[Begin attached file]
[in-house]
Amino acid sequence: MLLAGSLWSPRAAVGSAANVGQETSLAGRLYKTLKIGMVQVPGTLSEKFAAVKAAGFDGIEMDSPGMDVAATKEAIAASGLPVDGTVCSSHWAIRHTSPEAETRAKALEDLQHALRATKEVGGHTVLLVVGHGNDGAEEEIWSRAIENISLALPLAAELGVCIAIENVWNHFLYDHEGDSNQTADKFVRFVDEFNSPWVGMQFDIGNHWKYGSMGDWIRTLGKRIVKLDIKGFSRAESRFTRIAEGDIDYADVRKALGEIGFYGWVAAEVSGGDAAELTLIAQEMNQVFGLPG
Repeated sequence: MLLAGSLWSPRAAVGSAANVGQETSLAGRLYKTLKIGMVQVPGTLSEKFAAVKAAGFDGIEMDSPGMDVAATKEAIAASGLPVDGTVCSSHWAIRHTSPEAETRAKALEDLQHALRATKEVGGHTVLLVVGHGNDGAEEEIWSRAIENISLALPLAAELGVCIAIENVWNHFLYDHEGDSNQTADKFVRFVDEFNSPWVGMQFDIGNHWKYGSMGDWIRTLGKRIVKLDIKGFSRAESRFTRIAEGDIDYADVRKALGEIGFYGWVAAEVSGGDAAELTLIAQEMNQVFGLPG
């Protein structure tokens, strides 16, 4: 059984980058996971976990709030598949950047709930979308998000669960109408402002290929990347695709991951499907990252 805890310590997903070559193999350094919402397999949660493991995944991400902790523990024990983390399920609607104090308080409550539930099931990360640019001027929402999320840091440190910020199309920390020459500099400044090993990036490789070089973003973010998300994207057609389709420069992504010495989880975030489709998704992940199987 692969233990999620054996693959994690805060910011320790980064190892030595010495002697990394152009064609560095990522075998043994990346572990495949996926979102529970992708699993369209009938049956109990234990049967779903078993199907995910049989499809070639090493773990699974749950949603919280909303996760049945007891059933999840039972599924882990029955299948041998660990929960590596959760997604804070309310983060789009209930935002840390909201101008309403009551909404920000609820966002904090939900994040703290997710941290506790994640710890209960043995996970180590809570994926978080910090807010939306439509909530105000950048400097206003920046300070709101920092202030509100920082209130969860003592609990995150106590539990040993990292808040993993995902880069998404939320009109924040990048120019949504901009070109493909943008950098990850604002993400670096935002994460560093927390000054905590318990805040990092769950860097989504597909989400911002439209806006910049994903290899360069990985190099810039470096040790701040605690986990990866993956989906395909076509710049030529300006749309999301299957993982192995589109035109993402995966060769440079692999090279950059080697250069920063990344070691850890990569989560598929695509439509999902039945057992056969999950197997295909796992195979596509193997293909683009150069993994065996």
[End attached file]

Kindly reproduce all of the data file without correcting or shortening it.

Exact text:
[in-house]
Amino acid sequence: MLLAGSLWSPRAAVGSAANVGQETSLAGRLYKTLKIGMVQVPGTLSEKFAAVKAAGFDGIEMDSPGMDVAATKEAIAASGLPVDGTVCSSHWAIRHTSPEAETRAKALEDLQHALRATKEVGGHTVLLVVGHGNDGAEEEIWSRAIENISLALPLAAELGVCIAIENVWNHFLYDHEGDSNQTADKFVRFVDEFNSPWVGMQFDIGNHWKYGSMGDWIRTLGKRIVKLDIKGFSRAESRFTRIAEGDIDYADVRKALGEIGFYGWVAAEVSGGDAAELTLIAQEMNQVFGLPG
Repeated sequence: MLLAGSLWSPRAAVGSAANVGQETSLAGRLYKTLKIGMVQVPGTLSEKFAAVKAAGFDGIEMDSPGMDVAATKEAIAASGLPVDGTVCSSHWAIRHTSPEAETRAKALEDLQHALRATKEVGGHTVLLVVGHGNDGAEEEIWSRAIENISLALPLAAELGVCIAIENVWNHFLYDHEGDSNQTADKFVRFVDEFNSPWVGMQFDIGNHWKYGSMGDWIRTLGKRIVKLDIKGFSRAESRFTRIAEGDIDYADVRKALGEIGFYGWVAAEVSGGDAAELTLIAQEMNQVFGLPG
């Protein structure tokens, strides 16, 4: 059984980058996971976990709030598949950047709930979308998000669960109408402002290929990347695709991951499907990252 805890310590997903070559193999350094919402397999949660493991995944991400902790523990024990983390399920609607104090308080409550539930099931990360640019001027929402999320840091440190910020199309920390020459500099400044090993990036490789070089973003973010998300994207057609389709420069992504010495989880975030489709998704992940199987 692969233990999620054996693959994690805060910011320790980064190892030595010495002697990394152009064609560095990522075998043994990346572990495949996926979102529970992708699993369209009938049956109990234990049967779903078993199907995910049989499809070639090493773990699974749950949603919280909303996760049945007891059933999840039972599924882990029955299948041998660990929960590596959760997604804070309310983060789009209930935002840390909201101008309403009551909404920000609820966002904090939900994040703290997710941290506790994640710890209960043995996970180590809570994926978080910090807010939306439509909530105000950048400097206003920046300070709101920092202030509100920082209130969860003592609990995150106590539990040993990292808040993993995902880069998404939320009109924040990048120019949504901009070109493909943008950098990850604002993400670096935002994460560093927390000054905590318990805040990092769950860097989504597909989400911002439209806006910049994903290899360069990985190099810039470096040790701040605690986990990866993956989906395909076509710049030529300006749309999301299957993982192995589109035109993402995966060769440079692999090279950059080697250069920063990344070691850890990569989560598929695509439509999902039945057992056969999950197997295909796992195979596509193997293909683009150069993994065996």